In short, between personal experiences, stories of family and friends, and stories in the media about capricious judges, hung juries, mis-trials, and contempt of court rulings... most people walk into the courthouse doors full of anxiety, when called to jury duty. That's on *top* of the anxiety caused by having to take off work or arrange child-sitters, the unpredictability of the schedule and the hours, and in general, the disruption to your daily life. Everyone dreads the thought of being on a jury in a trial that takes weeks, involves staying in a hotel, etc. Then you pile even more anxiety on by how they conduct themselves, the rules you must follow, and strangers hearing personal information from you.
Given all that, even the most civic-minded potential juror (someone who is determined to do their duty to the system) is likely to be in an intimidated state. Most don't understand all the laws, rules, and regulations... so again, when the court (judge or clerks) instructs them in something, they tend not to challenge it, or even know that they *can* challenge it. In my case, we weren't really told anything about what we could challenge or refuse to say---and there's the fear that if you refuse to answer, they'll think "what is she hiding?" and sic someone on you to investigate you... even if it's just that you're too uncomfortable to talk about something. There's the fear that refusal to serve, or refusal to answer, may get your taxes audited, or get you contempt charges, jail, and fines.
People in that state are far more pliable than they are in normal life. Authority looms over you.
It's not surprising that juries who don't understand the law themselves, and who are often in such a state of personal anxiety, take incorrect instructions from activist judges without a murmur.

Thursday, August 21, 2014

Beyond the Work Ethic

I think we need to get away from the idea than the average person can allocate resources by supplying labor (or being under the protection of someone supplying labor). This is the problem - the Puritan idea that wealth is God's signifier of virtue and poverty God's signifier of sin; this model is adaptive in a preindustrial world and in an industrial world but is maladaptive in a crowded, information-driven world. Even the replacement of diligence and vigor with intelligence and study is a cruel lie. The world cares nothing for the individual, and the capacity to allocate resources comes down to luck and to pedigree.

Sunday, August 10, 2014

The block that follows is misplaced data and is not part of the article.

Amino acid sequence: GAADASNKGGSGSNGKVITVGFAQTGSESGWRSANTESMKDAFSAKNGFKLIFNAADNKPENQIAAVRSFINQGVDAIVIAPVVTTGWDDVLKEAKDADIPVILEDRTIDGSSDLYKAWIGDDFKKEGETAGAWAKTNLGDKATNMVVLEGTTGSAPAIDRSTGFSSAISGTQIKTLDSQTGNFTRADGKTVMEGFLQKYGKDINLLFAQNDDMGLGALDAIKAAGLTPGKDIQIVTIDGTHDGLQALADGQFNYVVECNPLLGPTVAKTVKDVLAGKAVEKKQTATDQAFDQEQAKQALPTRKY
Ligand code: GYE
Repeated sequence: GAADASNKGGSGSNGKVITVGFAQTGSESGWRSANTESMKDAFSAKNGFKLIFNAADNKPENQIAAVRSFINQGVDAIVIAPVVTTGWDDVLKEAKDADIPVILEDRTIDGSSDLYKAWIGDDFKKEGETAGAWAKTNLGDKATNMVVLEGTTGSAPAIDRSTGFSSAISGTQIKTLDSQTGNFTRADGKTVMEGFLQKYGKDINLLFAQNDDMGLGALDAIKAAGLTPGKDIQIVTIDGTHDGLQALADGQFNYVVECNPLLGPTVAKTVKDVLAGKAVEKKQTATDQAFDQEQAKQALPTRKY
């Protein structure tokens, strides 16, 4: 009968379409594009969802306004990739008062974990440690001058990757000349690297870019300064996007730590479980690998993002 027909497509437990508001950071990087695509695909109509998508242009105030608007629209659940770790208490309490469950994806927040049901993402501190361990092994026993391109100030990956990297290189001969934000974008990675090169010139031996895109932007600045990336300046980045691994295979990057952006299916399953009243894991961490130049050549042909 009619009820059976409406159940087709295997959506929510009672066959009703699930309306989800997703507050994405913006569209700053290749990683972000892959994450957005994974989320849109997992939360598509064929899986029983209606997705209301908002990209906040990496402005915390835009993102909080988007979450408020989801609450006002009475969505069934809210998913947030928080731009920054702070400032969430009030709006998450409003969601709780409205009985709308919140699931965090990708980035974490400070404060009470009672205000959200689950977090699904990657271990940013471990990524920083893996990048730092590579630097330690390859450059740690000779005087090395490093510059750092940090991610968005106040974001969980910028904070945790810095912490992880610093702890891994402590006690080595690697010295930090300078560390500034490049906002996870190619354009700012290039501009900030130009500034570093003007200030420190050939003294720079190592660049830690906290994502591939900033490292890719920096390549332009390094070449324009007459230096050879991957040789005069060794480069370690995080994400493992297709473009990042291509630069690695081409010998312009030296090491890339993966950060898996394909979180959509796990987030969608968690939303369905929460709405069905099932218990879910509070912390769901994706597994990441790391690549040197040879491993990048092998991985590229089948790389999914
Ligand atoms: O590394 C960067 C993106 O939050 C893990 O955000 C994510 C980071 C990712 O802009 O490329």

On the situation in Israel / Palestine

I habitually self-identify as Jewish. Though it would never occur to me to practice the religion, looking at me it's hard to miss the genetic, cultural and philosophical influences anyway. Sometimes in driving around the south I feel that I have a blue neon Star of David floating above my head just out of my sight.
But my ethnicity doesn't determine my loyalty. I have had little affection or enthusiasm for Israel for a long time. The Likud victory after Rabin's assassination sealed this for me. I've been quite distressed by the turns in Israeli society since those horrible events in 1995. Like most modern Jews outside Israel with family ties to Israel, I've kept these feelings to myself. But the history of our people, and of my own immediate family, shows that there's an ethical requirement at some point to speak out. Ultimately, tritely but truly, silence is acquiescence. I can no longer even implicitly support what Israel has become.
I am not sure how to make amends for my past silence.
I'm a bit shocked at myself for taking so long to say this publicly, actually. My circumstances are such that I risk little by coming out as explicitly non-suportive of the actions of the contemporary Israeli state or the majority of its voting population.
People like Moti Rieber require far more courage than the likes of me to speak out. I have to say that Rabbi Rieber's writings and tweets have been a comfort as well as an inspiration amid the recent outrages. For example:

Note that my admiration of Reb Moti's writings doesn't imply that he reciprocates - my opinions here are my own. That said I would be thrilled to hear from him.